At two o'clock I went over to the Royal Rock Hotel, about fifteen or twenty minutes' steaming from this side of the river. We are going there on Saturday to reside for a while. Returning I found that Mr. B., from the English Chamber of Commerce, had called to arrange the time and place of a visit to the Consul from a delegation of that body. Settled for to-morrow at quarter past one at Mr. Blodgett's.

August5th.--An invitation this morning fromthe Mayor to dine at the Town Hall on Friday next. Heaven knows I had rather dine at the humblest inn in the city, inasmuch as a speech will doubtless be expected from me. However, things must be as they may.

At quarter past one I was duly on hand at Mr. Blodgett's to receive the deputation from the Chamber of Commerce. They arrived pretty seasonably, in two or three carriages, and were ushered into the drawing-room,--seven or eight gentlemen, some of whom I had met before. Hereupon ensued a speech from Mr. B., the Chairman of the delegation, short and sweet, alluding to my literary reputation and other laudatory matters, and occupying only a minute or two. The speaker was rather embarrassed, which encouraged me a little, and yet I felt more diffidence on this occasion than in my effort at Mr. Crittenden's lunch, where, indeed, I was perfectly self-possessed. But here, there being less formality, and more of a conversational character in what was said, my usual diffidence could not so well be kept in abeyance. However, I did not break down to an intolerable extent, and, winding up my eloquence as briefly as possible, we had a social talk. Their whole stay could not have been much more than a quarter of an hour.

* * * * *

A call, this morning, at the Consulate, from Dr. Bowring, who is British minister, or something of the kind, in China, and now absent on a twelvemonth's leave. The Doctor is a brisk person, with the address of a man of the world,--free, quick to smile, and of agreeable manners. He has a good face, rather English than English in aspect, and does not look much above fifty, though he says he is between sixty andseventy. I should take him rather for an active lawyer or a man of business than for a scholar and a literary man. He talked in a lively way for ten or fifteen minutes, and then took his leave, offering me any service in his power in London,--as, for instance, to introduce me to the Athenæum Club.

August8th.--Day before yesterday I escorted my family to Rock Ferry, two miles either up or down the Mersey (and I really don't know which) by steamer, which runs every half-hour. There are steamers going continually to Birkenhead and other landings, and almost always a great many passengers on the transit. At this time the boat was crowded so as to afford scanty standing-room; it being Saturday, and therefore a kind of gala-day. I think I have never seen a populace before coming to England; but this crowd afforded a specimen of one, both male and female. The women were the most remarkable; though they seemed not disreputable, there was in them a coarseness, a freedom, an--I don't know what, that was purely English. In fact, men and women here do things that would at least make them ridiculous in America. They are not afraid to enjoy, themselves in their own way, and have no pseudo-gentility to support. Some girls danced upon the crowded deck, to the miserable music of a little fragment of a band which goes up and down the river on each trip of the boat. Just before the termination of the voyage a man goes round with a bugle turned upwards to receive the eleemosynary pence and half-pence of the passengers. I gave one of them, the other day, a silver fourpence, which fell into the vitals of the instrument, and compelled the man to take it to pieces.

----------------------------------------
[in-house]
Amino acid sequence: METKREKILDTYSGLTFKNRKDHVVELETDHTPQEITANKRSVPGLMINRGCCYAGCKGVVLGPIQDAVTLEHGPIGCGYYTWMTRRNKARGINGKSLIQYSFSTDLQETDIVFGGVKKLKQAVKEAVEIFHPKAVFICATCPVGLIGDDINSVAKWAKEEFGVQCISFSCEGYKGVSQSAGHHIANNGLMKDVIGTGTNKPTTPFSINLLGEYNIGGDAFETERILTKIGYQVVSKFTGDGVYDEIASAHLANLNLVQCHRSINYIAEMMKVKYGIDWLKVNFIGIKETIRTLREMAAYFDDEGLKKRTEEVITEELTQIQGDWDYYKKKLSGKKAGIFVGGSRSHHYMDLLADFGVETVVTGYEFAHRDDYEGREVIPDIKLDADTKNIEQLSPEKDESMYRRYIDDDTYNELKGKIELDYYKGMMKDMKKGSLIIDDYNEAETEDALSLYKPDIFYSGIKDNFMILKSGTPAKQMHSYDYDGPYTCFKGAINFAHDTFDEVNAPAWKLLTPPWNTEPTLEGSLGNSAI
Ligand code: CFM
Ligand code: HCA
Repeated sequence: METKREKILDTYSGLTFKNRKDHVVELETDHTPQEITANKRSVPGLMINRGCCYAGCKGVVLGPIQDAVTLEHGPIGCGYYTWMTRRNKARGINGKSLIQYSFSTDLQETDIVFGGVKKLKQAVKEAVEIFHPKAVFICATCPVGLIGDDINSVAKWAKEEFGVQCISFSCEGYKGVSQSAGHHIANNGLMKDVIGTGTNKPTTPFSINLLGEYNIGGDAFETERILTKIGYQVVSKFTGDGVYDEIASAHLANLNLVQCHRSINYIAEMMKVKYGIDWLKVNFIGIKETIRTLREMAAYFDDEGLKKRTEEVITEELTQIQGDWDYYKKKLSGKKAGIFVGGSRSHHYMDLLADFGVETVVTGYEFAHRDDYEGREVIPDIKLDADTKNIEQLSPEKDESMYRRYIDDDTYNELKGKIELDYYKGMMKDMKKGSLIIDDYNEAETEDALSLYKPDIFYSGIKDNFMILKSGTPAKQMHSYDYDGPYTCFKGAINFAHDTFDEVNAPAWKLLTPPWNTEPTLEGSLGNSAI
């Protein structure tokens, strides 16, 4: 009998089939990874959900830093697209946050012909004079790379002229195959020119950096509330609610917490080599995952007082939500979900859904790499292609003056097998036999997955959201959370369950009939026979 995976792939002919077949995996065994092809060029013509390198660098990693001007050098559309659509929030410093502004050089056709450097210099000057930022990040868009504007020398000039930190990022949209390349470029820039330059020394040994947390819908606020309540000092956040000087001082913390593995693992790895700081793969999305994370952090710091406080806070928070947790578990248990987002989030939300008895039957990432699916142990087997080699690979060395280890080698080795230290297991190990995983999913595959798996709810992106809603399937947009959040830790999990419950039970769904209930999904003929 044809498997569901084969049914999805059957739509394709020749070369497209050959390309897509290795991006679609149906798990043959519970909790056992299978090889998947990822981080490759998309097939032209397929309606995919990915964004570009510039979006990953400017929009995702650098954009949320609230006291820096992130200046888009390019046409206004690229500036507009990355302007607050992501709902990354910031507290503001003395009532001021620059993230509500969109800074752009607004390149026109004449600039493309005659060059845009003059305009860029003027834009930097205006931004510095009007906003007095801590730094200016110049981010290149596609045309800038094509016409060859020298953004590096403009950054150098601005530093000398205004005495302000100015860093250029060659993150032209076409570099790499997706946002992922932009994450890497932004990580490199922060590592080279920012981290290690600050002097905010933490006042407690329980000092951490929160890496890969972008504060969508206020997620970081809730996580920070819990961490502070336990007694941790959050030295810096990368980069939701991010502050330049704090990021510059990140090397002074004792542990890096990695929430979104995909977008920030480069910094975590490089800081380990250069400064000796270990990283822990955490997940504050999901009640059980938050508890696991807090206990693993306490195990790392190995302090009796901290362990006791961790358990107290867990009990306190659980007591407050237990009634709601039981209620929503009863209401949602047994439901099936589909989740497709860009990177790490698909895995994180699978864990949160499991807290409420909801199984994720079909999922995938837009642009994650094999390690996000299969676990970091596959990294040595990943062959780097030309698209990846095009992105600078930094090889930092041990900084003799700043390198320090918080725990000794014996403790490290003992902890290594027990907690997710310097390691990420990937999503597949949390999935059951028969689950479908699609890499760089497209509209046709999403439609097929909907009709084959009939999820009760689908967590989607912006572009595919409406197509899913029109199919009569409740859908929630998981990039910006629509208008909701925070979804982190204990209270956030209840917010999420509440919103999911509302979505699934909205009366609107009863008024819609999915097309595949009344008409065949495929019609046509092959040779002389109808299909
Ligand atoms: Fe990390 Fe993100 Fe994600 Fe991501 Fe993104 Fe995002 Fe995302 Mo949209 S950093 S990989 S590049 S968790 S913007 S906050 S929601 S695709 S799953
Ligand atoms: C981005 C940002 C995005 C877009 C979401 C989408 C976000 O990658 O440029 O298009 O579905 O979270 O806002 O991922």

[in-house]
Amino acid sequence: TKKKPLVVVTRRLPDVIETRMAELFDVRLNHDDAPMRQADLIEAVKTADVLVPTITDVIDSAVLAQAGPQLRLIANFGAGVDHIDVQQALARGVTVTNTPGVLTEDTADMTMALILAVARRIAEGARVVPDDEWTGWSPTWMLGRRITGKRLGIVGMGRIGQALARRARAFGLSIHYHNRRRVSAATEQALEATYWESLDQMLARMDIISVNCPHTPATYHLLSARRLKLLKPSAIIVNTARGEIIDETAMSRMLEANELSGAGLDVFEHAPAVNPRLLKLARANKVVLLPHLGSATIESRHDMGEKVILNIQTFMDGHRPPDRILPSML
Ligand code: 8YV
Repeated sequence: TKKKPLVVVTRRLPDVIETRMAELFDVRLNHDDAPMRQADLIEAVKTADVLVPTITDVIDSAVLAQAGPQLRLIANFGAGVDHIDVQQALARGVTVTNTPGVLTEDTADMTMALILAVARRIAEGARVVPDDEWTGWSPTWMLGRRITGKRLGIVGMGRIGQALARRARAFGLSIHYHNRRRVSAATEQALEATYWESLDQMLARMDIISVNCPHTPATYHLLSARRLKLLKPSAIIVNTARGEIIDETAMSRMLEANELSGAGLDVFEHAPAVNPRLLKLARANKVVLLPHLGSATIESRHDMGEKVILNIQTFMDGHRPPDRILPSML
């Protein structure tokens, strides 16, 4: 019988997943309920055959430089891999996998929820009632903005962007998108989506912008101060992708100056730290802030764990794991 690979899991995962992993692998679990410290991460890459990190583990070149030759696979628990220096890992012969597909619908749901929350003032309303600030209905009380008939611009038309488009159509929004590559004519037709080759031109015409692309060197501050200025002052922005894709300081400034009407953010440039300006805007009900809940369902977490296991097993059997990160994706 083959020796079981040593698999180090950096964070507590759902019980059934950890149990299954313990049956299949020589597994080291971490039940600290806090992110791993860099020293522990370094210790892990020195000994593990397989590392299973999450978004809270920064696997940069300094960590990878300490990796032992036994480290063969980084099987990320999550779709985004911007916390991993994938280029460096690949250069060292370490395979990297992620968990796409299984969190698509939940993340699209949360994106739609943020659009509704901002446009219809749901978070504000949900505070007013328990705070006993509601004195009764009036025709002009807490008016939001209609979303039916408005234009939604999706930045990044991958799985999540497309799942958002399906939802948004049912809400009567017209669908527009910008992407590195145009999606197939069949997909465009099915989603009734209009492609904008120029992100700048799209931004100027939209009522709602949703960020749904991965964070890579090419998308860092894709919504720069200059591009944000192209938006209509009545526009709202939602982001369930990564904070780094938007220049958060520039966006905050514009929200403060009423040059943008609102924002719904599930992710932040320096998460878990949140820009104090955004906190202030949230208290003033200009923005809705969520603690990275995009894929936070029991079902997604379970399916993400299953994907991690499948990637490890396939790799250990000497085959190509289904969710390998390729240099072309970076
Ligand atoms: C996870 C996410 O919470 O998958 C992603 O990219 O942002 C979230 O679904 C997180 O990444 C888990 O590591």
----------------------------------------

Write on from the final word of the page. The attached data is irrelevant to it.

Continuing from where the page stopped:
At Rock Ferry there was a great throng, forming a scene not unlike one of our muster-days or a Fourth of July, and there were bands of music and banners, and small processions after them, and a school of charity children, I believe, enjoying a festival. And there was a club of respectable persons, playing at bowls on the bowling-green of the hotel, and there were children, infants, riding on donkeys at a penny a ride, while their mothers walked alongside to prevent a fall. Yesterday, while we were at dinner, Mr. B. came in his carriage to take us to his residence, Poulton Hall. He had invited us to dine; but I misunderstood him, and thought he only intended to give us a drive. Poulton Hall is about three miles from Rock Ferry, the road passing through some pleasant rural scenery, and one or two villages, with houses standing close together, and old stone or brick cottages, with thatched roofs, and now and then a better mansion, apart among trees. We passed an old church, with a tower and spire, and, half-way up, a patch of ivy, dark green, and some yellow wall-flowers, in full bloom, growing out of the crevices of the stone. Mr. B. told us that the tower was formerly quite clothed with ivy from bottom to top, but that it had fallen away for lack of the nourishment that it used to find in the lime between the stones. This old church answered to my Transatlantic fancies of England better than anything I have yet seen. Not far from it was the Rectory, behind a deep grove of ancient trees; and there lives the Rector, enjoying a thousand pounds a year and his nothing-to-do, while a curate performs the real duty on a stipend of eighty pounds.